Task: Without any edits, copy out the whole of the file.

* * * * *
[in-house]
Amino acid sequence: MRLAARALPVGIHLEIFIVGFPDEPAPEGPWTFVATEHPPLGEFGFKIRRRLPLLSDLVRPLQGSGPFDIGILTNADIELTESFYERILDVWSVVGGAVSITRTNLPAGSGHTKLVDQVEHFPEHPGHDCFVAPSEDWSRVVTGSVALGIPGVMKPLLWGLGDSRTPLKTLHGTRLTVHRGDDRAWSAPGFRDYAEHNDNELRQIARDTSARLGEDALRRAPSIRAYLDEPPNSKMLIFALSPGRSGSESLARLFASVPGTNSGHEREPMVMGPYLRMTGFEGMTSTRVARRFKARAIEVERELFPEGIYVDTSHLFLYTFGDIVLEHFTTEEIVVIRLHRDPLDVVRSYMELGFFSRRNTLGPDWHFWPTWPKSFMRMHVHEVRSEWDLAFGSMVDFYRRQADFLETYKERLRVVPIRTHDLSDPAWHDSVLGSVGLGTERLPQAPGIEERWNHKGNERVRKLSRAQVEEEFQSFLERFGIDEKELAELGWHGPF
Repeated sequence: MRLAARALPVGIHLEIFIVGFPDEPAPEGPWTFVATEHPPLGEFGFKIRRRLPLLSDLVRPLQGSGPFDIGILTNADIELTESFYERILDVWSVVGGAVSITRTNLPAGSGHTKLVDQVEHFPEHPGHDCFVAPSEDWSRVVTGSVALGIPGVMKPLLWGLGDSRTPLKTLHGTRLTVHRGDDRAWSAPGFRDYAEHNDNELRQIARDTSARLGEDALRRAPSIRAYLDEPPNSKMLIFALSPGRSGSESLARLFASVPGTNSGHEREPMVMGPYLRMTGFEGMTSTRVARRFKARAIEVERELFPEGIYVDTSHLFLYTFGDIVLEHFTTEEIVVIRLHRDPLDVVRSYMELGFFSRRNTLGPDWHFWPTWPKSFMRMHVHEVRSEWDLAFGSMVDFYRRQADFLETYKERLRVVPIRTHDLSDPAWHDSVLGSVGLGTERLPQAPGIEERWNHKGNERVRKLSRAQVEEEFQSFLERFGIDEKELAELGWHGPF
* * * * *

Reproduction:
[in-house]
Amino acid sequence: MRLAARALPVGIHLEIFIVGFPDEPAPEGPWTFVATEHPPLGEFGFKIRRRLPLLSDLVRPLQGSGPFDIGILTNADIELTESFYERILDVWSVVGGAVSITRTNLPAGSGHTKLVDQVEHFPEHPGHDCFVAPSEDWSRVVTGSVALGIPGVMKPLLWGLGDSRTPLKTLHGTRLTVHRGDDRAWSAPGFRDYAEHNDNELRQIARDTSARLGEDALRRAPSIRAYLDEPPNSKMLIFALSPGRSGSESLARLFASVPGTNSGHEREPMVMGPYLRMTGFEGMTSTRVARRFKARAIEVERELFPEGIYVDTSHLFLYTFGDIVLEHFTTEEIVVIRLHRDPLDVVRSYMELGFFSRRNTLGPDWHFWPTWPKSFMRMHVHEVRSEWDLAFGSMVDFYRRQADFLETYKERLRVVPIRTHDLSDPAWHDSVLGSVGLGTERLPQAPGIEERWNHKGNERVRKLSRAQVEEEFQSFLERFGIDEKELAELGWHGPF
Repeated sequence: MRLAARALPVGIHLEIFIVGFPDEPAPEGPWTFVATEHPPLGEFGFKIRRRLPLLSDLVRPLQGSGPFDIGILTNADIELTESFYERILDVWSVVGGAVSITRTNLPAGSGHTKLVDQVEHFPEHPGHDCFVAPSEDWSRVVTGSVALGIPGVMKPLLWGLGDSRTPLKTLHGTRLTVHRGDDRAWSAPGFRDYAEHNDNELRQIARDTSARLGEDALRRAPSIRAYLDEPPNSKMLIFALSPGRSGSESLARLFASVPGTNSGHEREPMVMGPYLRMTGFEGMTSTRVARRFKARAIEVERELFPEGIYVDTSHLFLYTFGDIVLEHFTTEEIVVIRLHRDPLDVVRSYMELGFFSRRNTLGPDWHFWPTWPKSFMRMHVHEVRSEWDLAFGSMVDFYRRQADFLETYKERLRVVPIRTHDLSDPAWHDSVLGSVGLGTERLPQAPGIEERWNHKGNERVRKLSRAQVEEEFQSFLERFGIDEKELAELGWHGPF